During this time, the majority worldview of the nation hadn’t changed. According to a Gallup poll, 90 percent of the nation still believed in God, but the general public was culturally asleep and let a small minority force its views on the rest of us.

In essence, we allowed a secular form of tyranny (unjust, non-democratic power) take control of our kids’ learning.

In 1984, the South Kitsap School Board participated in this secular takeover by quietly changing the school calendar to reflect atheistic values. The holiday known as “Christmas Break” for more than 70 years in the school district became “Winter Break.”

Which brings us to the present. In June, the South Kitsap School board voted 4-1 to change the holiday name back to its original and majority-representing name of “Christmas Beak.” I was one of those who attended a board meeting and thanked the members for their fair and appropriate decision. I mentioned how there were already more than 12 secular holidays on the calendar (such as Flag Day, Valentine’s Day, Labor Day, etc.) and even one satanic holiday — Halloween.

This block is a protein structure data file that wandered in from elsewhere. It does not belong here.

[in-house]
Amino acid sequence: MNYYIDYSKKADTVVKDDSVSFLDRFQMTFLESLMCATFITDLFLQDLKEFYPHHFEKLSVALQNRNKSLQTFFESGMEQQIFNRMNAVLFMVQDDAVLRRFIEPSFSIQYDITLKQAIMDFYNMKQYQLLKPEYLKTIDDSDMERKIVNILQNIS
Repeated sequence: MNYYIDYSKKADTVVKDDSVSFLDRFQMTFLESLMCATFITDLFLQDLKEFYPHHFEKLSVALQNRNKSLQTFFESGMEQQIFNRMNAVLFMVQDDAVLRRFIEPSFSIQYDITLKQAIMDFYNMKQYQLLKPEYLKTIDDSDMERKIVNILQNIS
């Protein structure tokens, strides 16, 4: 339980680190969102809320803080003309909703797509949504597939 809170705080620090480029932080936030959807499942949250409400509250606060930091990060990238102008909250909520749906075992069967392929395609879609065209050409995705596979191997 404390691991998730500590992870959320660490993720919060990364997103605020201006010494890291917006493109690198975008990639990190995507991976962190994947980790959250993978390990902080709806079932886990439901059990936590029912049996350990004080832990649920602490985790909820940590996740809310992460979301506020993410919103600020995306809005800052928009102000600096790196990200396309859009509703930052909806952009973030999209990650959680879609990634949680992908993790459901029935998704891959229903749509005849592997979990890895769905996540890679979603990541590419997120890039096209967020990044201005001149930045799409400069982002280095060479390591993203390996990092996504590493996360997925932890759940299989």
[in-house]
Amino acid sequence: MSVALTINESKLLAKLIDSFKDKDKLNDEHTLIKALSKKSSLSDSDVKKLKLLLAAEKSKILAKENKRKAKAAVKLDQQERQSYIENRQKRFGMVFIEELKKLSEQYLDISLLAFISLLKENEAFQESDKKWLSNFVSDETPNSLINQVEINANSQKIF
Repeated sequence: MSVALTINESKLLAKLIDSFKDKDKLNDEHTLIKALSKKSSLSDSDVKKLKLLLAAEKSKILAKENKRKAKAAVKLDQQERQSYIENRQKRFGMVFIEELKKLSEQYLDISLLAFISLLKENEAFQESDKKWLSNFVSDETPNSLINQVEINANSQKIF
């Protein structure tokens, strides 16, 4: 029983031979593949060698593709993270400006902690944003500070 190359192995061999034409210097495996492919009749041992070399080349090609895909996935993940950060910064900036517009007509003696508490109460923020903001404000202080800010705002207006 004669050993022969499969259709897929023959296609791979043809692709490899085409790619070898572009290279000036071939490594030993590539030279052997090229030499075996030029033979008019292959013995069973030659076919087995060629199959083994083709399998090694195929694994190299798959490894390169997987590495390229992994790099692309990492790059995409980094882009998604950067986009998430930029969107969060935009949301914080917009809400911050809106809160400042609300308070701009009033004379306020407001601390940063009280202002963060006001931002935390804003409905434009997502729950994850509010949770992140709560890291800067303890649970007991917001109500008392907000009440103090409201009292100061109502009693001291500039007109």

I praised them for being fair-minded about “Christmas Break,” since over 75 percent of Washingtonians are religious. Only one man, a long-time secular agitator, asked them to re-consider their vote. (I once served with this same man on a curriculum committee at the high school. He was not only anti-religion, but advocated the reading of soft-core pornography in the classrooms.)

Regardless of his suggestion, I thought the decision would stand. How wrong I was.

At the August meeting the secularists turned out in force (mostly school employees) and out-numbered the faith-oriented general populace by 3-1 (many SK residents were not aware of the meeting).

After some preliminary statements by the school board members, 12 people were allowed to give short speeches about the issue, of whom nine toed the secular line.

The arguments that the mostly school employees used were flimsy and deceptive. The first was the “separation of church and state” — one of the most lied-about topics in modern America. The First Amendment was written to stop Congress from establishing a National Church and guarantee free religious expression. Period.

Thomas Jefferson’s famous phrase was written in a letter to the Danbury Baptists about the distinction between church and civil government. It had nothing to do with keeping God and faith out of public life.